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What if the challenge is cross-cultural?

It is not easy to make people and managers from different cultures work together. Languages, traditions, professional differ. Not to mention the corporate dynamics when talking about hierarchies and relations with stakeholders. In short, the approach to the business vision is different.

Today, globalization makes multinational companies deal with Cross-Cultural Management on the regular. For a large company, being present in Italy, Europe, Russia, Asia, and the Middle East simultaneously, managing offices, research centers, and functioning constructions sites in all these locations is challenging.

To train people and look for adequate solutions is not only an internal activity for the Group. Maire Tecnimont studies the correct approach to external elements as well: with clients, partners, and suppliers. For our managers, it is a thrilling task, as they develop a set of skills related to communication, flexibility, understanding of local dynamics (the tendency in our sector is to work with local resources and suppliers), and the logic of geographical change.

In an interview, Yadvinder Rana, Professor of Cross-Cultural Management at the Catholic University of Milan, explains what it means for a Western manager to work in a complex Asian country such as India. Today, more than ever, driving a multicultural team is a test of great skill, which must be built over time.

Professor Yadvinder, in your experience, what is the international vision of Italian groups operating on different continents?

The answer is not simple. Normally (and this is a generalization), Italian companies do not have a focus in their internationalization strategies. If they find a client in a specific country, they enter that market. If they don't have a specific client in that location, it's not worth investing. In every strategy, one has to keep in mind that revenue won't come in a short term. It's very hard to break-even over 12-18 months.

In your Cross-Cultural Management university courses, you talk about the issue of cultural dimensions that identify people's thoughts, reasoning, communication, and behavior. Why is it so important to think about these elements?

Abroad, the two fundamental variables that have to be kept in mind are language and distance, the main barriers for an efficient communication. Knowing the cultural dimensions allows the "mitigation" of this gap thus making a strategy more efficient. You explain what are the tools for the efficient management of an intercultural team.

If the managers can not directly exercise hierarchical authority, how is it possible to make the team spirit grow and allow collaboration to be more efficient between people that come from different countries and cultures?

Reducing the "distance" between people is essential. Nowadays, most of the organizations are multi-site, even if they're not multinationals, and the barriers given by language and distance are exacerbated. Paying attention to the dynamics of the team is essential, trying above all to create a relationship between individuals. At the same time, it's necessary to establish "ground rules" and define procedures and processes.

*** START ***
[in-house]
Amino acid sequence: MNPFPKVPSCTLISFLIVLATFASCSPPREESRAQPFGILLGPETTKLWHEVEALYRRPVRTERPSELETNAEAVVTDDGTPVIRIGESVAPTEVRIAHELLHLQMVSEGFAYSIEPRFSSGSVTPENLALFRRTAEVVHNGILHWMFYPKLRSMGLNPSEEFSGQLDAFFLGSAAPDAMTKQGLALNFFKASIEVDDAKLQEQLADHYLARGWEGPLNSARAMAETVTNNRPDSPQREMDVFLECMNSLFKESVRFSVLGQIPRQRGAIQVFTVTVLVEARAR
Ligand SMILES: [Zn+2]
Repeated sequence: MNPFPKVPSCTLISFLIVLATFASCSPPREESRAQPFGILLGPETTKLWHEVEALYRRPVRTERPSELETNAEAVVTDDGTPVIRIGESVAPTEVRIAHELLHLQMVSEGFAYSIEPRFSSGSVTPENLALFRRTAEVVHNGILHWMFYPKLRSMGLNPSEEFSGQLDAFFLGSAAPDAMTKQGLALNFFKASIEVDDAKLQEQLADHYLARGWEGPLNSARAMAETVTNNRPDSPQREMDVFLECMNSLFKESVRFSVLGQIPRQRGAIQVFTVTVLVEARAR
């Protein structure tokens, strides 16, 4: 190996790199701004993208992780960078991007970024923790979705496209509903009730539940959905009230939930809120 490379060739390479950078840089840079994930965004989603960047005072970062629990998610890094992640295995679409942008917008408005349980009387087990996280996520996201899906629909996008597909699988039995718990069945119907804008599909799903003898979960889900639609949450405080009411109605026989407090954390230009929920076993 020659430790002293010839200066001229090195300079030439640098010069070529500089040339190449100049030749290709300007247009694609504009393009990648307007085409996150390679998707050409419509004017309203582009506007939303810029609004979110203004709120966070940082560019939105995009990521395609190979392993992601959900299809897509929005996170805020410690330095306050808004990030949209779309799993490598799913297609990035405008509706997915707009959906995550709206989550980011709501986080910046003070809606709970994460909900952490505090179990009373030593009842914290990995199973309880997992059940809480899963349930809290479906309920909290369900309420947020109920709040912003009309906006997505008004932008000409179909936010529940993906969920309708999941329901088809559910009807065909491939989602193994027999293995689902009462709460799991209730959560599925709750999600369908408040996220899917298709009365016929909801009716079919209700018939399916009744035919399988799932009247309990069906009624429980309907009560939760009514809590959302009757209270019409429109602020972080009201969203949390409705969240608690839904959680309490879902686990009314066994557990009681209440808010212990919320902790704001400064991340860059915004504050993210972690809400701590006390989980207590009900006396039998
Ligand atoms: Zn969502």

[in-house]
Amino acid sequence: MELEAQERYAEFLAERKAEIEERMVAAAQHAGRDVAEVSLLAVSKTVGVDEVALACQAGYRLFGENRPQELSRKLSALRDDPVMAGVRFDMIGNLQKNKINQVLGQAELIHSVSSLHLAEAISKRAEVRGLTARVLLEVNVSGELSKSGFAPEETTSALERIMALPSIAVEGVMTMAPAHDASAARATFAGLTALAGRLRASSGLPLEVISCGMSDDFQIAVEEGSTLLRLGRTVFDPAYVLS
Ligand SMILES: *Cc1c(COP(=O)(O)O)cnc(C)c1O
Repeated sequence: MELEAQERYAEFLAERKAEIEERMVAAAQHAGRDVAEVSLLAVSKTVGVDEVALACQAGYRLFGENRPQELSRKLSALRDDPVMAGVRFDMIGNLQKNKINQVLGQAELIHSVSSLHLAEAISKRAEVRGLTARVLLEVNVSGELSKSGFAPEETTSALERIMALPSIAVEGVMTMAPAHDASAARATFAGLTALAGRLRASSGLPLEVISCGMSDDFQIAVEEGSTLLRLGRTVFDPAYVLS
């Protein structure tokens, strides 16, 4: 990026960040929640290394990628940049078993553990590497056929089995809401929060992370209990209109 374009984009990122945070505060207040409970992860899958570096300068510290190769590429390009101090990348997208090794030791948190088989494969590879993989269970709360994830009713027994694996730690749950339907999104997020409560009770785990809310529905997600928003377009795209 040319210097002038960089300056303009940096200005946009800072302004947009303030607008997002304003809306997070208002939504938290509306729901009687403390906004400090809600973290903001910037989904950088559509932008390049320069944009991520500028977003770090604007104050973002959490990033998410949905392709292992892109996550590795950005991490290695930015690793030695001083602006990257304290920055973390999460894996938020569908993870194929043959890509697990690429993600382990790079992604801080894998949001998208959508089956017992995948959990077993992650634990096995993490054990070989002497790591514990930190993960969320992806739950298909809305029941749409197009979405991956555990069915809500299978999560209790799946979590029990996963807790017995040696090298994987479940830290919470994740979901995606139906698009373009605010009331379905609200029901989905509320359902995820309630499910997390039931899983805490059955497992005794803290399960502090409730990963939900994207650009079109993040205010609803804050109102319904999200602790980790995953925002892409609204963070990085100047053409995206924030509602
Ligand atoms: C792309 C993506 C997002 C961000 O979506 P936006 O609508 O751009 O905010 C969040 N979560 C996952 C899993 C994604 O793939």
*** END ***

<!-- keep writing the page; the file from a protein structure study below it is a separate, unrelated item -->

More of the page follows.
We often ask ourselves whether we value the model that tends to homologate above the one that aims to implement. In your opinion what are the benefits of both? And how can one achieve balance to increase the sense of belonging?

It is well known that while some companies choose to reproduce the same cascading vision on all the companies of the Group (even in distant countries), others leave more room for cultural differences and different organizational models based on the territory. In my opinion, it is essential for a company to have defined values. The problem is that many organizations fail to communicate effectively with the whole structure. These same values must then be adapted to the local context. So the answer is: they are both important.

What is "Lateral leadership" and what context should it be applied in?

It is the ability to influence people when there is no hierarchical authority. It presupposes three key elements: the credibility of the person, the ability to establish relationships and communicate effectively. Without credibility, there is no influence. And without relationships, the possibility of exercising one's leadership is lost.

Maire Tecnimont Group's main international engineering center is located in India and has over 2000 employees. Based on your personal and professional history, how can you define an Indian leadership style?

India is a very complex country. The managers live in a local social fabric, but the Anglo-Saxon influence is very strong in the professional field. In general, the leadership style in India is different from the European one. In Europe, prefer companies a more democratic style: employees participate in the decision-making process. In India, the style is more paternalistic, as the manager is the "paternal" figure in the office: he makes the decisions and expects them to be followed, offering "security" in return: if the collaborator has a problem, even if it's personal, the manager will do his best to help him.